The work of an Operational Officer is far from boring. It's not only interesting but an essential element to what we do.
Our Operational Officers (grade B3) in the Diplomatic Service specialise in the practical side of Diplomatic work. This could range from inspecting visa applications and aiding distressed British nationals overseas to helping coordinate policy at an international level.
The first three years are usually spent working in London and followed by an overseas posting.
Operational Officers also manage clerical staff in the UK and locally-engaged workers when abroad. Dealing with staff training needs and writing annual appraisals are just two of the many tasks involved.
I joined the FCO in 2007 as a B3 Operational entrant, after spending a number of years in the travel industry since graduating from Southampton Solent University in 1999 with a BA (Hons) in European Policy & Modern Languages. After an incredibly fun and life-altering (but ultimately directionless) few years working in the ski and beach resorts of Europe, a career in the FCO appealed greatly to me; it seemed to be an ideal means of combining my educational background with a keen interest in international affairs and overseas travel.
After being unsuccessful in my first application attempt I was delighted to be accepted at the second time of asking (demonstrating the powers of perseverance!), following a lengthy and challenging selection and security vetting process.
I am currently just over 12 months into my first 18-month position in London, working as the Deputy Head of the Overseas Learning and Development Team. Our small team is responsible for the successful management of the FCO’s growing number of Regional Training Centres – we currently operate in 12 locations worldwide, with several more planned to follow.
Coming under the umbrella of HR, ‘glamorous’ was hardly my initial reaction on learning what my first position would be! However, just a few weeks later I found myself in South Africa, chatting with the Rt Hon Paul Boateng during an event he held in his capacity as British High Commissioner! Subsequent overseas travel has meant operational visits to our centres in Hong Kong and Dubai, and I also represented our London team at an opening ceremony for new training facilities at the British High Commission in Accra, Ghana. I do feel incredibly fortunate to visit new places and learn from new experiences as part of my day-to-day work.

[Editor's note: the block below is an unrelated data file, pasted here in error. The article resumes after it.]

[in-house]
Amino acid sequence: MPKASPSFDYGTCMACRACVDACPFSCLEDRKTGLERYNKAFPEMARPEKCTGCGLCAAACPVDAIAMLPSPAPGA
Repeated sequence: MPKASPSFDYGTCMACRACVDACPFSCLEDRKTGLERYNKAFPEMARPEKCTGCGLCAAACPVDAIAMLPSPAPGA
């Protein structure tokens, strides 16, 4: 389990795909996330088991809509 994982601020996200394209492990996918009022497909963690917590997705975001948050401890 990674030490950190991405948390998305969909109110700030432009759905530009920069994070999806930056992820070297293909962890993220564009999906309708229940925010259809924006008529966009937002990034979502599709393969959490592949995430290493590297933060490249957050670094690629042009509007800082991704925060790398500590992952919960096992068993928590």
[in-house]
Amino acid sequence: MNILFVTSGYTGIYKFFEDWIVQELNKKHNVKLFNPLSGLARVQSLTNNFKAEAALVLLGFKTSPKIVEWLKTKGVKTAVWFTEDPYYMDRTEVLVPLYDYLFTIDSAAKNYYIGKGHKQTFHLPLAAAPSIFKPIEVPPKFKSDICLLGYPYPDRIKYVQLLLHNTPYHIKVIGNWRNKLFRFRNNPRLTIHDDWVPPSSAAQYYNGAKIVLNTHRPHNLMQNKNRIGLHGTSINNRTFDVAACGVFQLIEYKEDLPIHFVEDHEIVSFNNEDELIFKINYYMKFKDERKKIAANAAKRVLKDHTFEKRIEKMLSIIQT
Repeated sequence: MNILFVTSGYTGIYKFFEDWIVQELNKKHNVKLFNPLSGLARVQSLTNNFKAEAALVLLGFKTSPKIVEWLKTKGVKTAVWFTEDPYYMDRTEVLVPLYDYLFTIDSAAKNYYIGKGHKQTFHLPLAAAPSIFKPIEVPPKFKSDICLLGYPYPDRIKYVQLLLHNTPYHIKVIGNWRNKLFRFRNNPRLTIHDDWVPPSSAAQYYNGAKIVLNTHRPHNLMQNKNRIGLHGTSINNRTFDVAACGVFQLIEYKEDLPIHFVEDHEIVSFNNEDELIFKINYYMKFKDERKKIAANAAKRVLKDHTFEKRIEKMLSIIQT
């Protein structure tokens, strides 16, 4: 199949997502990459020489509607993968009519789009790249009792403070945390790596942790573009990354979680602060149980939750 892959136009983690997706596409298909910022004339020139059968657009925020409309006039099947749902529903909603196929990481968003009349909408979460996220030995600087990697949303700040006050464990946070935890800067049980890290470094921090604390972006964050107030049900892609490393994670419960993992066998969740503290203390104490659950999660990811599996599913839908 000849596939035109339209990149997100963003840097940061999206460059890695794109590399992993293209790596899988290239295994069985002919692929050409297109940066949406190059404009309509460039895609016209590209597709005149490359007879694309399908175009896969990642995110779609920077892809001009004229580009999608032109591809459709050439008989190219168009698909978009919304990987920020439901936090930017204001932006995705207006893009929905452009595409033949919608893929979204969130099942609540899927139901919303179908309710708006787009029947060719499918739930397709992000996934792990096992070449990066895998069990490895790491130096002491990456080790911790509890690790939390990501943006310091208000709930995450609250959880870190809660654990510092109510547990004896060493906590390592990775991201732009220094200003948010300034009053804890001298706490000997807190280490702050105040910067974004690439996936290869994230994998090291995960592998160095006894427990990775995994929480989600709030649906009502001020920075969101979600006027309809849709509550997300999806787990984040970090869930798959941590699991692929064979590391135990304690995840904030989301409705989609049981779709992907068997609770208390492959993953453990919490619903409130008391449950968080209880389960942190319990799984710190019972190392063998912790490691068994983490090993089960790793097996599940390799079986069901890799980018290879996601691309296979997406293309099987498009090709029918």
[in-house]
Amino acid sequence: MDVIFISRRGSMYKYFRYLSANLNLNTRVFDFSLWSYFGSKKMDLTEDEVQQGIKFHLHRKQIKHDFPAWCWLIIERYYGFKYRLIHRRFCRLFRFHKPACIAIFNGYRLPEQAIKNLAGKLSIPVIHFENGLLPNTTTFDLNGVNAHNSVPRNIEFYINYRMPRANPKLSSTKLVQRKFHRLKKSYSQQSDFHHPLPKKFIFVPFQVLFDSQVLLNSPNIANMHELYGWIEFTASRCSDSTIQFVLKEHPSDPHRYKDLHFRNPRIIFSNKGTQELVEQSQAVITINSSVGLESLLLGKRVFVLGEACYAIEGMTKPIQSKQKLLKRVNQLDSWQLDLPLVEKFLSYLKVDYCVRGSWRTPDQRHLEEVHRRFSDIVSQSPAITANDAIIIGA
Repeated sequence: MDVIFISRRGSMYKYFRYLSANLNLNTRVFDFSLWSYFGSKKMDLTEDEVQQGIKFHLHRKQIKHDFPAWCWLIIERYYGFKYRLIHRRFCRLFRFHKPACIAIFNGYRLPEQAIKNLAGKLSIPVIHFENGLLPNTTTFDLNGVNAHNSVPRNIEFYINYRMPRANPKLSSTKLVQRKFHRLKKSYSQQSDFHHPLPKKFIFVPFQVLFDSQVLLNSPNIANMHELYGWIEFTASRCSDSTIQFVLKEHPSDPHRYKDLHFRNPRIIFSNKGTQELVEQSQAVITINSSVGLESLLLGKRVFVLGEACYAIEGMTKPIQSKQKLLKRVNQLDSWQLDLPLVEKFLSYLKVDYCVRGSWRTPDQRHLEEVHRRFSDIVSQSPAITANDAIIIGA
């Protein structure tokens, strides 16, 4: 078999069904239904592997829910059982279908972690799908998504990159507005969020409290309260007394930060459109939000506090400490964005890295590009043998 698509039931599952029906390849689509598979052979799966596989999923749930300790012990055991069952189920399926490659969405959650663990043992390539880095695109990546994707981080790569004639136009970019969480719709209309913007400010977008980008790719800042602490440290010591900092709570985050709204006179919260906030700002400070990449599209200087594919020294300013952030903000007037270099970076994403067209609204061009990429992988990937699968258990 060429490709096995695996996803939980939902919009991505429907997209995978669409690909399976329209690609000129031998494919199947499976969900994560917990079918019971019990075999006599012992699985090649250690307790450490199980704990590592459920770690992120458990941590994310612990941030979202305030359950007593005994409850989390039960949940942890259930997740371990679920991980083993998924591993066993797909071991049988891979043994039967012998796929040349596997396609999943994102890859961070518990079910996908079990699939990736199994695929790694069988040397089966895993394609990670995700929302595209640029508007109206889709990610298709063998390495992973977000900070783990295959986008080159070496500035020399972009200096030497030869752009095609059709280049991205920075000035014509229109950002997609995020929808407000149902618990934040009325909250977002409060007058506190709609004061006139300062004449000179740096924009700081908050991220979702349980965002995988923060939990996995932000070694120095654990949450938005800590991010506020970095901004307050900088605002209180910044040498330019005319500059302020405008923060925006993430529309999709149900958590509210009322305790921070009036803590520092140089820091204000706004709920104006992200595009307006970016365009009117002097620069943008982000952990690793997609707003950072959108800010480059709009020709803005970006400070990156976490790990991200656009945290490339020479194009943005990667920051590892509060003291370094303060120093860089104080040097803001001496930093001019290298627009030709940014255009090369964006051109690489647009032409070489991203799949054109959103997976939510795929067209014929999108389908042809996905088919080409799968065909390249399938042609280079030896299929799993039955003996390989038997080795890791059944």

As well as regular exposure to the FCO’s work overseas, I have also learnt a great deal about learning and development – a field in which I had no previous experience. To me this is one of the biggest attractions to working for the FCO – the opportunity to ‘get your hands dirty’ and become involved in an extraordinarily diverse range of subject areas from a very early stage.
The modern FCO is set up in such as way as to equip its staff with relevant, transferable skills, and I genuinely feel that the organisation is committed to investing in my future. Right from the start I have had line management responsibilities, and have also been fortunate enough to benefit from many personal development opportunities, including chairing meetings and public speaking - often in front of senior audiences. Real importance is placed on diversity and work-life balance within the FCO; in fact two of my immediate colleagues both benefit from flexible working arrangements.
In a couple of weeks’ time I’m away on my travels again, this time to attend a training conference in Singapore. The sheer variety of experiences and opportunities that are open to me as an FCO member of staff means that I have absolutely no regrets in pursuing this career path. In around 6 months’ time I will be moving on to a second 18-month London-based job, and following on from that I would then be expected to be posted overseas for a further 2 or 3 years – another life-changing experience I’m very much looking forward to.